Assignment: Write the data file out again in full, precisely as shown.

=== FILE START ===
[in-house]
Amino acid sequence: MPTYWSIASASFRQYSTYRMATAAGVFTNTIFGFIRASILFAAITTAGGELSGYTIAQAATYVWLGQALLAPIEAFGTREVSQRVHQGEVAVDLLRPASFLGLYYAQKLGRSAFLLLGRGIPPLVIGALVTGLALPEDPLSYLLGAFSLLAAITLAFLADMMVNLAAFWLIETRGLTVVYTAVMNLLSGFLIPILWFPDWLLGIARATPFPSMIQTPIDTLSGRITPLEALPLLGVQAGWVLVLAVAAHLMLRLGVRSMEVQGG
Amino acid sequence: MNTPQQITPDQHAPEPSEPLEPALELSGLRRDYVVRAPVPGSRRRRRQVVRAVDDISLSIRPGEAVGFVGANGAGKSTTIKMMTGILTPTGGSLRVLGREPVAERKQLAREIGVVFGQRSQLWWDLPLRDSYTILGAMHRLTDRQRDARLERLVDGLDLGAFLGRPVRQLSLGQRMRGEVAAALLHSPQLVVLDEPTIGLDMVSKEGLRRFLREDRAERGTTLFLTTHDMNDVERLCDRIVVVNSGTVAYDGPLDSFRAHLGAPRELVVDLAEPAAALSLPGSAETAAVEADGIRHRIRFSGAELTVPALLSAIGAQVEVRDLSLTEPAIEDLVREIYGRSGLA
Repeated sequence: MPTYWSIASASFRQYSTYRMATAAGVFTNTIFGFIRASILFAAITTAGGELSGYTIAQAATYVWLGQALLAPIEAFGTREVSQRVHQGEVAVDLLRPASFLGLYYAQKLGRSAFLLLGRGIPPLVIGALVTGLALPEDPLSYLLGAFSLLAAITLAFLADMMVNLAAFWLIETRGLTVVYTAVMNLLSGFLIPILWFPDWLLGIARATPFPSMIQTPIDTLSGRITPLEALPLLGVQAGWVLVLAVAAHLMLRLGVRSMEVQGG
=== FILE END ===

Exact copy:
[in-house]
Amino acid sequence: MPTYWSIASASFRQYSTYRMATAAGVFTNTIFGFIRASILFAAITTAGGELSGYTIAQAATYVWLGQALLAPIEAFGTREVSQRVHQGEVAVDLLRPASFLGLYYAQKLGRSAFLLLGRGIPPLVIGALVTGLALPEDPLSYLLGAFSLLAAITLAFLADMMVNLAAFWLIETRGLTVVYTAVMNLLSGFLIPILWFPDWLLGIARATPFPSMIQTPIDTLSGRITPLEALPLLGVQAGWVLVLAVAAHLMLRLGVRSMEVQGG
Amino acid sequence: MNTPQQITPDQHAPEPSEPLEPALELSGLRRDYVVRAPVPGSRRRRRQVVRAVDDISLSIRPGEAVGFVGANGAGKSTTIKMMTGILTPTGGSLRVLGREPVAERKQLAREIGVVFGQRSQLWWDLPLRDSYTILGAMHRLTDRQRDARLERLVDGLDLGAFLGRPVRQLSLGQRMRGEVAAALLHSPQLVVLDEPTIGLDMVSKEGLRRFLREDRAERGTTLFLTTHDMNDVERLCDRIVVVNSGTVAYDGPLDSFRAHLGAPRELVVDLAEPAAALSLPGSAETAAVEADGIRHRIRFSGAELTVPALLSAIGAQVEVRDLSLTEPAIEDLVREIYGRSGLA
Repeated sequence: MPTYWSIASASFRQYSTYRMATAAGVFTNTIFGFIRASILFAAITTAGGELSGYTIAQAATYVWLGQALLAPIEAFGTREVSQRVHQGEVAVDLLRPASFLGLYYAQKLGRSAFLLLGRGIPPLVIGALVTGLALPEDPLSYLLGAFSLLAAITLAFLADMMVNLAAFWLIETRGLTVVYTAVMNLLSGFLIPILWFPDWLLGIARATPFPSMIQTPIDTLSGRITPLEALPLLGVQAGWVLVLAVAAHLMLRLGVRSMEVQGG